Tamara Konstantin is a British composer born in Georgia. Tamara started playing piano at a very young age and as a young girl was selected to join the Tbilisi Special Music School for Gifted Musicians – one of the most prestigious educational establishments in the country. There she honed and mastered her skills as a concert pianist. Her studies were completed at the Tbilisi Music Academy where she graduated with the highest ranked diploma. Throughout her career she performed with the Georgian State Symphonic Orchestra and performed solo concerts. Currently, Tamara lives in Dorset in the south of England. Along with her passion of composing music, she is actively involved in performing at charity concerts and events.
Douglas was Organ Scholar at Somerville from 2010 until 2013 and currently studies with Katharine Pardee, in addition to receiving lessons from Daniel Moult and Ann Elise Smoot.
He has performed at St. Lawrence Jewry Lane, St. Giles Cripplegate, Union Chapel and other London churches, and as a member of the St. Giles Junior Organ Conservatoire he has played in masterclasses to Dame Gillian Weir, Hans Fagius, David Goode and Robert Quinney.
Douglas is also studying the clarinet with Elizabeth Drew having obtained his DipABRSM last summer under his first teacher Nicholas Shipman, with whom he began receiving lessons ten years ago. He has taken part in the North London Music Festival, winning prizes in woodwind classes, and enjoys playing contemporary repertoire.
Sholto Kynoch is in demand as a song accompanist and chamber musician, regularly performing with many outstanding singers and instrumentalists.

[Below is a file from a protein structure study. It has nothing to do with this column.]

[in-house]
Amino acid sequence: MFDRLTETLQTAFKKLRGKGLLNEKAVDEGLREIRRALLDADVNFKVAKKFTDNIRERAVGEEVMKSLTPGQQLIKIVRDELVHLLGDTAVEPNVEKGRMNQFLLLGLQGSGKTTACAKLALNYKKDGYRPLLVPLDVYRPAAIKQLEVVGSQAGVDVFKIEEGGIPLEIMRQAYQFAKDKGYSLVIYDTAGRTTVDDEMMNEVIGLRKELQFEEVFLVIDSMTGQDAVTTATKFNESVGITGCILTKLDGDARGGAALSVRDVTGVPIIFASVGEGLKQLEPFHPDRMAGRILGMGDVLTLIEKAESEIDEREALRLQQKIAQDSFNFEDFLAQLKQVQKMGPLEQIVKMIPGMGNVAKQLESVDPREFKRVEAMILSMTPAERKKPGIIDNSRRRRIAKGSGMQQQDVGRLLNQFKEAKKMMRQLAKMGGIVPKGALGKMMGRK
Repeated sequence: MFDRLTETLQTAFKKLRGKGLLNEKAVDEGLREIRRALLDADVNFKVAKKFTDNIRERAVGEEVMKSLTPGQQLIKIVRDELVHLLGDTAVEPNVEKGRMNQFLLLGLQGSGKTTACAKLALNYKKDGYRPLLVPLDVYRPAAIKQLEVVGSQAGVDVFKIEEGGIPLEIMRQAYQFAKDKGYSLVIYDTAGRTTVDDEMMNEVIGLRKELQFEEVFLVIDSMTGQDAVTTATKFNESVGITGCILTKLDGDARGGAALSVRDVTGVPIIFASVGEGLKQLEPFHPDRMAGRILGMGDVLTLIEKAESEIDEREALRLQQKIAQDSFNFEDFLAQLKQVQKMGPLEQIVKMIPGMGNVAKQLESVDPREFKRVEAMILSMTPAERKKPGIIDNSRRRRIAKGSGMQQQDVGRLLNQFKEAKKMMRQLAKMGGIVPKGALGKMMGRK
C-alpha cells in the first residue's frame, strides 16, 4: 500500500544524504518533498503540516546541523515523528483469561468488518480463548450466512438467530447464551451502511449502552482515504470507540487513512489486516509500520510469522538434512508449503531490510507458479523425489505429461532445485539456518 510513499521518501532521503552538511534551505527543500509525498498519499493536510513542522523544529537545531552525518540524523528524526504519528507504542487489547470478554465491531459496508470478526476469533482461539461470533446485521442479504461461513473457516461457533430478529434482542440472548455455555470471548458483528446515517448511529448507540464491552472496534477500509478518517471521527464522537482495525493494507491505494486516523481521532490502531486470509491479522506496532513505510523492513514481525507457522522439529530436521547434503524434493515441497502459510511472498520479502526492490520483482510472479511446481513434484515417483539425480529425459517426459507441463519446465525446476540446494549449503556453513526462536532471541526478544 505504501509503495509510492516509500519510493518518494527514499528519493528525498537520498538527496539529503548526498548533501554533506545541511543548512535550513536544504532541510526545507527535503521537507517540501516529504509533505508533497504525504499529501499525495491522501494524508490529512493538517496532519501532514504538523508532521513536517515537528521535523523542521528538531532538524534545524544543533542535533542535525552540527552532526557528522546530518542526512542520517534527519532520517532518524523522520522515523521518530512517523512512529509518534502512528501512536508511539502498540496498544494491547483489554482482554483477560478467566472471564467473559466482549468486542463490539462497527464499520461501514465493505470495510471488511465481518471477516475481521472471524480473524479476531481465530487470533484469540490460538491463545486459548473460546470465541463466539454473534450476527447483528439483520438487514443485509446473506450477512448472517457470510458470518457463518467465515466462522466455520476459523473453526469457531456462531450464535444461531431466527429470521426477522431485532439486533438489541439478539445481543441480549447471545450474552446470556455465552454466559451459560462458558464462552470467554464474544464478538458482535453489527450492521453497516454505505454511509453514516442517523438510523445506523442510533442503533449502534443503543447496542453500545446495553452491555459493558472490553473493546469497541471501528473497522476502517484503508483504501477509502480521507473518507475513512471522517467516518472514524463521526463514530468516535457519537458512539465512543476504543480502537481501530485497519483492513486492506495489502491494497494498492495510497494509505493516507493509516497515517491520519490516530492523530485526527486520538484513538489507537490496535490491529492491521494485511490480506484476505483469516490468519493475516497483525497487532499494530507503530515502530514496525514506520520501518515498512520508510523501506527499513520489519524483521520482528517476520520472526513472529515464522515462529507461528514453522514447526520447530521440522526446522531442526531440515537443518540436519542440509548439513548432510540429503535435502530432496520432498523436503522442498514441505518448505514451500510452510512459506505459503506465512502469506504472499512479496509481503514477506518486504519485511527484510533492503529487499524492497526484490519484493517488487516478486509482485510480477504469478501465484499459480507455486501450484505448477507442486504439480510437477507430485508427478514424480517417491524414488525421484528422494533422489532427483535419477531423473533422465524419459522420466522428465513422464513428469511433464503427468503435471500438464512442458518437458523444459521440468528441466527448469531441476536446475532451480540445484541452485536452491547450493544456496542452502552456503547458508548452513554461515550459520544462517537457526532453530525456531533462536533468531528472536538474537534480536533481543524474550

He is the founder and director of the Oxford Lieder Festival, where he has accompanied more than fifty song recitals over the past eight years, working with singers including Kate Royal, Mark Stone, Jonathan Lemalu and Henry Herford. In the 2008 Lieder Festival he was privileged to play for tenor Ian Partridge’s “farewell” recital.
Other recent highlights have included performances at Wigmore Hall (with violinist Kaoru Yamada), the Berliner Konzerthaus (with soprano Olja Dakic), the Victoria Concert Hall in Singapore (with violinist Tee Khoon Tang), the St Endellion Festival, the Chichester Festivities, Cambridge Summer Music, the Perth Festival, the Brasov International Chamber Music Festival in Romania, the Chelsea Schubert Festival (with the Doric String Quartet) and a series of recitals in Sweden (with violist Ylvali Zilliacus).
Sholto is the pianist of the Phoenix Piano Trio, with whom he performed the complete Beethoven trios in 2010. He is an Honorary Research Fellow at Bangor Univeristy.
Sholto read Music at Worcester College, Oxford, and studied at the Royal Academy of Music and the Guildhall School of Music and Drama. His teachers have included Michael Dussek, Graham Johnson, Malcolm Martineau, Ronan O’Hora and Vanessa Latarche.